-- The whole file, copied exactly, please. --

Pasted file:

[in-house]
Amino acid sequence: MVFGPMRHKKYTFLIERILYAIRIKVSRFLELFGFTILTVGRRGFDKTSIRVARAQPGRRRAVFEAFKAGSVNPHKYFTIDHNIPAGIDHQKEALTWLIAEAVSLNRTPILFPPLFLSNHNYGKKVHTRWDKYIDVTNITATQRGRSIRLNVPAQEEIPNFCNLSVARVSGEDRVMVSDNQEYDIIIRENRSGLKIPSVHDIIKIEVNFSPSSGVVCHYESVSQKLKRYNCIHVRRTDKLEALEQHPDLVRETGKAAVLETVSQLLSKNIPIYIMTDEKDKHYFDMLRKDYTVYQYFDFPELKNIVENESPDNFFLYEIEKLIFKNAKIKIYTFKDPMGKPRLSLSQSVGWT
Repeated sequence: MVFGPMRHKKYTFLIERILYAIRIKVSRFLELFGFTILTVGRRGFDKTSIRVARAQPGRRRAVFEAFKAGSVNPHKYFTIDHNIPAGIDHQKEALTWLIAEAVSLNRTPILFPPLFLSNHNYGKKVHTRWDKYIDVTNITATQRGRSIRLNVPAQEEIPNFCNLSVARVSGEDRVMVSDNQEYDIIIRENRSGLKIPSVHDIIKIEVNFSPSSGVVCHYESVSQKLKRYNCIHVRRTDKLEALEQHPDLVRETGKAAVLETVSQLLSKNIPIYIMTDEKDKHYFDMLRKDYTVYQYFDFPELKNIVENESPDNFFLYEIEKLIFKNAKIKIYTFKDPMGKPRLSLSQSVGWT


[in-house]
Amino acid sequence: MVFGPMRHKKYTFLIERILYAIRIKVSRFLELFGFTILTVGRRGFDKTSIRVARAQPGRRRAVFEAFKAGSVNPHKYFTIDHNIPAGIDHQKEALTWLIAEAVSLNRTPILFPPLFLSNHNYGKKVHTRWDKYIDVTNITATQRGRSIRLNVPAQEEIPNFCNLSVARVSGEDRVMVSDNQEYDIIIRENRSGLKIPSVHDIIKIEVNFSPSSGVVCHYESVSQKLKRYNCIHVRRTDKLEALEQHPDLVRETGKAAVLETVSQLLSKNIPIYIMTDEKDKHYFDMLRKDYTVYQYFDFPELKNIVENESPDNFFLYEIEKLIFKNAKIKIYTFKDPMGKPRLSLSQSVGWT
Repeated sequence: MVFGPMRHKKYTFLIERILYAIRIKVSRFLELFGFTILTVGRRGFDKTSIRVARAQPGRRRAVFEAFKAGSVNPHKYFTIDHNIPAGIDHQKEALTWLIAEAVSLNRTPILFPPLFLSNHNYGKKVHTRWDKYIDVTNITATQRGRSIRLNVPAQEEIPNFCNLSVARVSGEDRVMVSDNQEYDIIIRENRSGLKIPSVHDIIKIEVNFSPSSGVVCHYESVSQKLKRYNCIHVRRTDKLEALEQHPDLVRETGKAAVLETVSQLLSKNIPIYIMTDEKDKHYFDMLRKDYTVYQYFDFPELKNIVENESPDNFFLYEIEKLIFKNAKIKIYTFKDPMGKPRLSLSQSVGWT